Amie Harwick, M.A., is the author of the bold guide to sex for today’s womEn, recently released on Quiver Books, The New Sex Bible for Women (NSBW). It does not shy away from topics typically considered taboo, it seeks to encourage women to embrace their sexuality without the shame and stigmas of yesteryear. As a sex therapist, with a masters in clinical psychology, and working in a private practice, Amie’s perspective is that of an educated and liberated female who is unafraid to explore feminine sexuality with honesty. We got the chance to speak with Amie about her path to publication, and find out what we can expect from her highly-anticipated book.
WS: Tell us about your background and how you found your path as a Sex Therapist?
AH: I have my M.A. in Clinical Psychology with an emphasis in Marriage and Family Therapy from Pepperdine University. I had wanted to work as a psychotherapist for many years, and [I] also had an interest in the field of sexuality, but was unsure if it was something that I would have an ability to work in as a career. I noticed that throughout my education to work as a marriage and family therapist, there was a lack of information about sexuality in general—specifically sexual problems that clients would come into therapy with. My own interest and knowledge base caused me to become the point person for peer therapists when their clients discussed issues related to fetishism, masturbation, or the use of porn. I quickly saw a need for therapists that are more competent in sexuality related issues. I built on my knowledge and became a part of the Kink Aware Professionals (or KAP), a network of professionals that are knowledgeable and non-shaming when it comes to sex, lifestyles, and gender identity.
How did writing The New Sex Bible for Women come about for you?
I was fortunate to have the opportunity to write NSBW last year. The logical assumption is that this came to me through my intricate network, or through therapists and academics. However, I got this position due to knowing the amazing photographer, Holly Randall. I met Holly through a job in entertainment in the past and she mentioned to me that she works with a publishing company that often looks for therapists and experts for their books. She kindly connected me to them and I wrote a proposal for NSBW with a therapeutic, sex positive, and feminist tone. I waited patiently with my fingers crossed and was shortly approved to write the book; Holly ended up shooting my book. I am so grateful for our friendship and her referral. Sometimes great things come from someone just giving you a chance, making a referral, or opening a door for you to walk through.
What can a reader expect to find in NSBW?
A reader can expect to find all of the basic information that they will need to know about a woman's sexuality—for it to have been as comprehensive as I would have liked, it would have needed to be a series of encyclopedias! This book is a great basic reference guide, or resource, for women. It covers anatomy, self esteem, and ideas and exercises for you—both alone or with your partner.
What is one overall message you want women to take away from NSBW?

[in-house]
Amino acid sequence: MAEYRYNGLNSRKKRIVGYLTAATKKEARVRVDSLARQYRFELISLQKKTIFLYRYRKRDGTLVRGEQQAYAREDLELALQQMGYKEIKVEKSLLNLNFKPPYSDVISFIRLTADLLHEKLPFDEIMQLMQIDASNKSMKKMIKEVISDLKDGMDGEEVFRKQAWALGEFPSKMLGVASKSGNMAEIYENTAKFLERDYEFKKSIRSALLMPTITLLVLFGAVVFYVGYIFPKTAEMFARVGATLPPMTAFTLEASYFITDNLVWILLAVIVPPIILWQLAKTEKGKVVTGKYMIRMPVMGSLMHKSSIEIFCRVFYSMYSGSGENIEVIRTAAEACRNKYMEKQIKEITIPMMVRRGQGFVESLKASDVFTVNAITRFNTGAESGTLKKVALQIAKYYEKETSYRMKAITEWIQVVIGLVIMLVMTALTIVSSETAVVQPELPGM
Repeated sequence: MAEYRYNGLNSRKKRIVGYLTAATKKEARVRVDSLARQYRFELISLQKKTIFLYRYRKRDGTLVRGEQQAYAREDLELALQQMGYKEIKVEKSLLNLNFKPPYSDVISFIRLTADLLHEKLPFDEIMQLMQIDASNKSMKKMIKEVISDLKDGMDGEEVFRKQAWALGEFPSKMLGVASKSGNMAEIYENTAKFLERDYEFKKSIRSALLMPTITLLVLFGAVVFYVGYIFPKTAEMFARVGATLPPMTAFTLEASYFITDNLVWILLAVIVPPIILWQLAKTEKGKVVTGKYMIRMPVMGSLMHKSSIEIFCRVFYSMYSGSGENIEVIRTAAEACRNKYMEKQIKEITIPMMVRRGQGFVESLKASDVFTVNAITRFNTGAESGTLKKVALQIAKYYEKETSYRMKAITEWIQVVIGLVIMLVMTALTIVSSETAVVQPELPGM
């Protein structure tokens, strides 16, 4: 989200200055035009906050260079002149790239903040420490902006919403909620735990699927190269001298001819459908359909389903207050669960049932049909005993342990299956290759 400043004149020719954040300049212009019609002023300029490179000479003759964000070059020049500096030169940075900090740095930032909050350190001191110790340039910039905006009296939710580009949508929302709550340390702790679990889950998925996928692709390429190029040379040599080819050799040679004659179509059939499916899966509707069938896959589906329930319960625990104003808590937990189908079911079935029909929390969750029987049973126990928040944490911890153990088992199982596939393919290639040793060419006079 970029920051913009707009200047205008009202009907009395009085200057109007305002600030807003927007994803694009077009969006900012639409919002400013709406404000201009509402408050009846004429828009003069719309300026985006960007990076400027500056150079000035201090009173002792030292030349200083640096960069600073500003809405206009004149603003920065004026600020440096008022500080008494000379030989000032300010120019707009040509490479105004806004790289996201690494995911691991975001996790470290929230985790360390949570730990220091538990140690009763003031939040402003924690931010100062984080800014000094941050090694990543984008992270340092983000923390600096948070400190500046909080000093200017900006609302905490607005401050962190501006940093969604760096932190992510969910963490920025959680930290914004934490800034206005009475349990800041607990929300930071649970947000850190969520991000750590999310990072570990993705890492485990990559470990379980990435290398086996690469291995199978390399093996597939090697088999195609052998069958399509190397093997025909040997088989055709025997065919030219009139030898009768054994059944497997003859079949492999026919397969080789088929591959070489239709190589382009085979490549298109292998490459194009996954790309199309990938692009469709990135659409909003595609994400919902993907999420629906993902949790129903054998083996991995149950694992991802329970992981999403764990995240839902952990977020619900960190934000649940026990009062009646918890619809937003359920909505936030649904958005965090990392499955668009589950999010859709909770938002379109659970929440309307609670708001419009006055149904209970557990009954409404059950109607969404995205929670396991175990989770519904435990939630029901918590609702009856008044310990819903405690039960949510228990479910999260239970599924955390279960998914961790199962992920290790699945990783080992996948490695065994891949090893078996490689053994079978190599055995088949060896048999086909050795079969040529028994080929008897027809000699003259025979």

The overall message that I want a reader to take away when reading my book, is that there is a large range of normative behaviors, and to accept yourself for your body shape and size, your relationship type and style, and the way that you have sex. Sex is a natural and healthy part of the human experience, so sit back, relax, read a book, and get it on.
What was the most surprising aspect of writing your first book?
The most surprising aspect of writing NSBW was the overall support from my publishing company, Quiver Books, and my friends that contributed quotes and information on a very tight deadline. I was told by other writers that the writing process [when involved with a publishing company] would be frustrating, and a constant battle to keep your integrity. My experience was amazing and met with a few compromises that I could live with. I called on friends and peers for quotes for the book, including asking my friend in her 70's about her orgasms, a porn star friend about how she gives oral sex, and even my own mother about her experience going into menopause. Surprisingly, I had people that were normally more guarded about sexual conversation open up to me, happy to contribute to the sex positive education of other women.
How has writing this book impacted your perspective on sex personally?
Personally, I learned that while being very busy writing a sex book, you are too busy to have sex.
Many people have assumed that because I have a certain knowledge base and have been published in the field of sexuality, that I must engage in a lot of sex, and highly skilled sex for that matter. Being sex positive and a feminist, I reserve the right to have as much or as LITTLE sex as I feel works best for me in my life. My perspectives about sex have not changed, but I am more aware about the judgment or assumptions that people can make on professionals that educate about sex.
(Full self disclosure: my cat was my main man during my writing process.)
Amie Harwick, M.A.
Amie Harwick has her Masters in Clinical Psychology with an emphasis in Marriage and Family Therapy. She is currently pursuing her Doctorate in Human Sexuality. She is the author of The New Sex Bible for Women and is the monthly sex columnist for Iron Man Magazine. Amie has also written for Playboy, Elite Daily, Viva Glam, and WildSpice Magazine. She has been an expert on Fox News. See more of her work here and follow her on Facebook and Twitter.
Read Amie’s Previous Contributions to WildSpice: